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Could Textiles Actually Contain Harmful Toxins?

We’re all becoming increasingly aware of what we put in our bodies when it comes to nutrition and what we apply to our bodies when it comes to beauty products. We appreciate organic food and feel better about our more nutritious and less toxic choices. We appreciate organic cosmetics and have a safer feeling about what we put on our skin. Whereas food and cosmetics are highly regulated, textiles aren’t. Unlike food and cosmetics there’s are no ingredient labels on our clothing. Our skin is our largest organ and is in constant contact with fabric. So it’s worth examining what goes into making them.

Let's check how to spot toxins in textiles:

  • Which toxins are in our textiles?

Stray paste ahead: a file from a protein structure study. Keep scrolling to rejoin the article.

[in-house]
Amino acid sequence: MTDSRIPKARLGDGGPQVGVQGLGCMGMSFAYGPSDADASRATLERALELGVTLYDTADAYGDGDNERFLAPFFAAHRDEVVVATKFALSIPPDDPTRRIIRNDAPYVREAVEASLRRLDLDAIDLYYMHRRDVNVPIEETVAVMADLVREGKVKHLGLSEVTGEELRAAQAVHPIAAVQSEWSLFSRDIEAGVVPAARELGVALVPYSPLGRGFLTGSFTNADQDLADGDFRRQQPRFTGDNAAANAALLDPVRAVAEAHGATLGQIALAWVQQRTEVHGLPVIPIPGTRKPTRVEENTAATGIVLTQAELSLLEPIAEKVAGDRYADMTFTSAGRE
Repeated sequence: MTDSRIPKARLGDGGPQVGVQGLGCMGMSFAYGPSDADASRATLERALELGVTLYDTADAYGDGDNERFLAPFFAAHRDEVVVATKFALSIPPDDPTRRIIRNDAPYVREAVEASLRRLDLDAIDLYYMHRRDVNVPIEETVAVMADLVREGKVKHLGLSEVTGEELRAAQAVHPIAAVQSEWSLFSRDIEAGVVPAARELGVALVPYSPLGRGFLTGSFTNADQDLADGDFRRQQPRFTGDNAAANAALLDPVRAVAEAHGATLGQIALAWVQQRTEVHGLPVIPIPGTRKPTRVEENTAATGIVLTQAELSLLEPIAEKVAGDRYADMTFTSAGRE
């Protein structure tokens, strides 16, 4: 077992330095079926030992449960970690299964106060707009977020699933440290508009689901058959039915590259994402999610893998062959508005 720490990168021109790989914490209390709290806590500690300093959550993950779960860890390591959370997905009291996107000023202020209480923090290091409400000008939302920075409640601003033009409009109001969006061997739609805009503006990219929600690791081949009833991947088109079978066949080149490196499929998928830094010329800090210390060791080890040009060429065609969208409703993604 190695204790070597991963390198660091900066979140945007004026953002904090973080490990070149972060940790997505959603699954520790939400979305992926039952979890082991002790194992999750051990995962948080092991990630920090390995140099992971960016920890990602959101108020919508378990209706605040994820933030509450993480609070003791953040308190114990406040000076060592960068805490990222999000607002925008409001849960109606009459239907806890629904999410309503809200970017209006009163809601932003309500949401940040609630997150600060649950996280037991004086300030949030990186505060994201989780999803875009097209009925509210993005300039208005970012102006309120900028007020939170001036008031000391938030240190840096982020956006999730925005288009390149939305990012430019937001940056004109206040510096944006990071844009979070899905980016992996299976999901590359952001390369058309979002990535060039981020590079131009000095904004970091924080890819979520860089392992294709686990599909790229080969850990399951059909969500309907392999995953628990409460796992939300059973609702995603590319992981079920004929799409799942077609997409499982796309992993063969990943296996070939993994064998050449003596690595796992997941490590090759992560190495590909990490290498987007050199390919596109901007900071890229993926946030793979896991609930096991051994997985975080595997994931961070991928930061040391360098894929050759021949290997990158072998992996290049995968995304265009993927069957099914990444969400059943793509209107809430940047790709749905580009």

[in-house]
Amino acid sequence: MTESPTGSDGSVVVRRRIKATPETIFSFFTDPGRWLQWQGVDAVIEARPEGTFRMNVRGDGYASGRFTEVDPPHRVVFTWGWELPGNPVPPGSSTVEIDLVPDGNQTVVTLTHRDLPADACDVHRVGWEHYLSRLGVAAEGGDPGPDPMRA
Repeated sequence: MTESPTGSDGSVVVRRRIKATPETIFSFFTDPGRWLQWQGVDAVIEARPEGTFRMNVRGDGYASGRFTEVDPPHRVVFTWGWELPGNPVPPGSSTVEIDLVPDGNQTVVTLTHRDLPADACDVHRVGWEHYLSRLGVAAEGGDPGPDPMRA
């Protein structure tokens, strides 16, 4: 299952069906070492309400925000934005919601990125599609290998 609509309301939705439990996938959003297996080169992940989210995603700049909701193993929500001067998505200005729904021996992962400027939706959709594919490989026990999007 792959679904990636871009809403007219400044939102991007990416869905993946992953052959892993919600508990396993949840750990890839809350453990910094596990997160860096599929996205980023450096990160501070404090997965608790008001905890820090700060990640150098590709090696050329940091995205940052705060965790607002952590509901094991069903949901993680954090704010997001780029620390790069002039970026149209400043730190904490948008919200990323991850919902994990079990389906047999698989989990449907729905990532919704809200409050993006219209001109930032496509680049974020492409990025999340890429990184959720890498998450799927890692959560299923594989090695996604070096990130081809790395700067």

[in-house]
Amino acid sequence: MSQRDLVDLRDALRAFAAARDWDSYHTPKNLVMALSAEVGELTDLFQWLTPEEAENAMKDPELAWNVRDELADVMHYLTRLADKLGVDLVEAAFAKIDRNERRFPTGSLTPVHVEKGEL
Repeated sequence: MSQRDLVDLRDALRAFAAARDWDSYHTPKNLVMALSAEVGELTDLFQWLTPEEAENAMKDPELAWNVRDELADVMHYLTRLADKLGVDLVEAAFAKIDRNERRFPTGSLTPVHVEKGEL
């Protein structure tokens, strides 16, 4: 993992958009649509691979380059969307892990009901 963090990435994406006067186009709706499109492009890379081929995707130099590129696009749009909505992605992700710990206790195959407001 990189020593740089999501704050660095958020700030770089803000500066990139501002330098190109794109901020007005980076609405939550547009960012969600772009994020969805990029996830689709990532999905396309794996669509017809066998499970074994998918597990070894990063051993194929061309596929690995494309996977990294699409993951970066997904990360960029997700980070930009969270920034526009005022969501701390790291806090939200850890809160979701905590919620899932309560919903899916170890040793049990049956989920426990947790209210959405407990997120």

• Can textiles cause allergic reactions?
  • Does our skin absorb toxins from textiles?
  • 6 steps to closet-detox
  • Is silk toxic?
  • Organic silk is non-toxic

Which toxins are in our textiles?

Textiles can be toxic depending on the materials and chemicals used in their production. Many fabrics are treated with chemicals to achieve specific qualities such as stain resistance, water repellence, or wrinkle resistance. These chemicals can include formaldehyde, flame retardants, and perfluorinated compounds (PFCs), among others.

Formaldehyde, for example, is used as a preservative in some textiles, but it is a known human carcinogen and can cause skin irritation, eye irritation, and respiratory problems. Flame retardants can also be toxic and have been linked to developmental and reproductive problems, as well as cancer. Additionally, the dyes and finishes used on textiles can contain heavy metals such as lead, cadmium, and mercury, which are also toxic.